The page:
Activities

      • Point-to-point
      • Summits
      • Desert Treks
  • 1

    Start Marrakech.

    Depending on your arrival time, there may be some time free for exploration of this wonderful, colourful city.* * *Hotel Gomassine or similar*

  • 2

    Drive to Imlil, short walk to Aroumd and free time to explore this remote village, the gatway to Toubkal.

    After a leisurely morning and lunch in Marrakech we transfer by minibus to Imlil, a journey of just under two hours which takes us from the plains around Marrakech to the heart of the High Atlas range. In the afternoon we take a short walk to our mountain gite in Aroumd where there is some free time to explore the area. * * *Hotel Aremd or similar*

  • 3

    Climb to Toubkal Base Camp, visiting the Mizane Valley and Sidi Chamarouch Shrine.

    Leaving the fields and walnut trees of Arroumd behind, we follow the Mizane valley to the small shrine of Sidi Chamarouch, a place of pilgrimage for many Moroccans. There is time to view the tomb of the local marabout (holy man) albeit from a distance as non-Muslims are not allowed to cross the footbridge. After stopping for a soft drink or mint tea, we continue the climb up to our refuge at an altitude of 3209m. The afternoon is used to practice with the crampons and ice axe. The guides will find an appropriate patch of snow and demonstrate the important techniques of walking in crampons and ice axe arrest - stopping yourself with your axe if you are sliding on a snow slope. *Les Moflons Refuge or similar*

  • 4

    Ascent of Jebel Toubkal (4167m) the highest mountain in North Africa.

    An early start (6-7am) for the ascent of Toubkal. After crossing the river outside the refuge we immediately start climbing through scree and snow up the western flank of Toubkal. About an hour below the summit we reach a wide open pass for our first views of the south. We then turn north for a climb up the ridge to the summit plateau. Reaching the summit (4167m) provides a great sense of achievement and we are rewarded with breathtaking views all the way to Marrakech - not visible on hazy summer days. Descending by the same route we should be back to the refuge in time for a late lunch.  The afternoon is free to relax and warm up with a lovely mint tea.  *Les Mouflons Refuge or similar*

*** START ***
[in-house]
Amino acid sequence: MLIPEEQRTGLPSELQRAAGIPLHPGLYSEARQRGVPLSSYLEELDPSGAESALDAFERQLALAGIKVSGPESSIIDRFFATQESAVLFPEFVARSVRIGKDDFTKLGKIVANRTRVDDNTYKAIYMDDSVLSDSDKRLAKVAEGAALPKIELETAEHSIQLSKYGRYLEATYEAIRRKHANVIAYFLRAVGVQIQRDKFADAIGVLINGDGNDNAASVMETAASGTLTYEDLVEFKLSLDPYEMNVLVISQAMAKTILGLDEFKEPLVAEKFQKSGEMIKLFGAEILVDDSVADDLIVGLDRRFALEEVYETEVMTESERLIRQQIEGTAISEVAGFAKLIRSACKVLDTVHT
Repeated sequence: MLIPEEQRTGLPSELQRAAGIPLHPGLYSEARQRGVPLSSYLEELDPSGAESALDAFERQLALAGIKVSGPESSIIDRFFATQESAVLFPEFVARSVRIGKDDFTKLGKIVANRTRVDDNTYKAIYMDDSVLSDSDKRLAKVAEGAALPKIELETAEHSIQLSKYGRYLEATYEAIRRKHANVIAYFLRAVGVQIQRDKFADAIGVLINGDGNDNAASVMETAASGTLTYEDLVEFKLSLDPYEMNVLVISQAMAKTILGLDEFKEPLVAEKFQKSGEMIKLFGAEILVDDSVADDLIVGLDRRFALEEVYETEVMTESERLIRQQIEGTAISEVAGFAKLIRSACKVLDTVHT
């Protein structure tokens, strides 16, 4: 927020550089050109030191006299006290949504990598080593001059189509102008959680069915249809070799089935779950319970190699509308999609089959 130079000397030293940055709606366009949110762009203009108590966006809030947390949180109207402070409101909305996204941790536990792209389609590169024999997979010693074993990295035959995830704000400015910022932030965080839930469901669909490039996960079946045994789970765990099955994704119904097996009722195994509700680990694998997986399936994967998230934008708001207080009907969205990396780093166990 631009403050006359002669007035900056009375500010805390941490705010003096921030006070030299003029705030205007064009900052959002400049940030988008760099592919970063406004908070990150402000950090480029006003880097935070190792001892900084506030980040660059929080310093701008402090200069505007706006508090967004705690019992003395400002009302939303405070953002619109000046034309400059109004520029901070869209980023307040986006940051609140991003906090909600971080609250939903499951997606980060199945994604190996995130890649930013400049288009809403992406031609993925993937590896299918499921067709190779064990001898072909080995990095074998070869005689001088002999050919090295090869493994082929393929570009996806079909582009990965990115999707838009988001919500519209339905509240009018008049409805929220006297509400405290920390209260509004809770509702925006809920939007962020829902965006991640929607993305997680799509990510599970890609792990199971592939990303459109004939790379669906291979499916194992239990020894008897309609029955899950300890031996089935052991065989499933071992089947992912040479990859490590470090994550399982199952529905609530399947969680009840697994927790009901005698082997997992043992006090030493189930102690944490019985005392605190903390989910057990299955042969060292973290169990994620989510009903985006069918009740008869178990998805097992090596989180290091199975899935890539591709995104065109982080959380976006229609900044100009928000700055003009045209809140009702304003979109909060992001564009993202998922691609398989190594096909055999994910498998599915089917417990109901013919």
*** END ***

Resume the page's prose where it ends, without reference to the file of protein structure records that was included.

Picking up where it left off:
• 5

    Climb Jebel Ouanoukrim, a challenging 4089m climb.

    Another early start to climb Jebel Ouanoukrim, North Africa's second highest peak that dominates the head of the valley, although lower than Toubkal, this climb is more challenging. We start with a more gentle walk up to the valley head, passing a few snowy 'azibs' (summer grazing pastures) to take us to the Tizi (col). From here we can see the scramble that is needed to take us to the summit plateau. The scramble is easy, but a little exposed in some places so the guides will set up a rope where needed. It's about 100 metres in length, with only the middle section requiring any particular care. We then cross the summit plateau to the Timzguida summit at 4089m. The views from here are even more extensive than those from Toubkal, with sweeping vista down the Sous valley towards Taroudant. *Les Mouflons Refuge or similar*

  • 6

    Marrakech; free day to explore souks or relax in the Majorelle Gardens

    With a full free day we have lots of time to explore Marrakech and do some serious bargaining for souvenirs. Djemaa el Fna, the open-air market place around which traditional life of Marrakech revolves, is an exciting place to visit. The name literally means 'place of death' as it was the place where the Sultans used to display the heads of their enemies. Now, with the foodstalls, snake charmers, water-sellers, travelling musicians and acrobats, the square is a place of entertainment for both locals and visitors alike.* * *Hotel Gomassine or similar*

  • 7

    End Marrakech.

    Our tour ends after breakfast.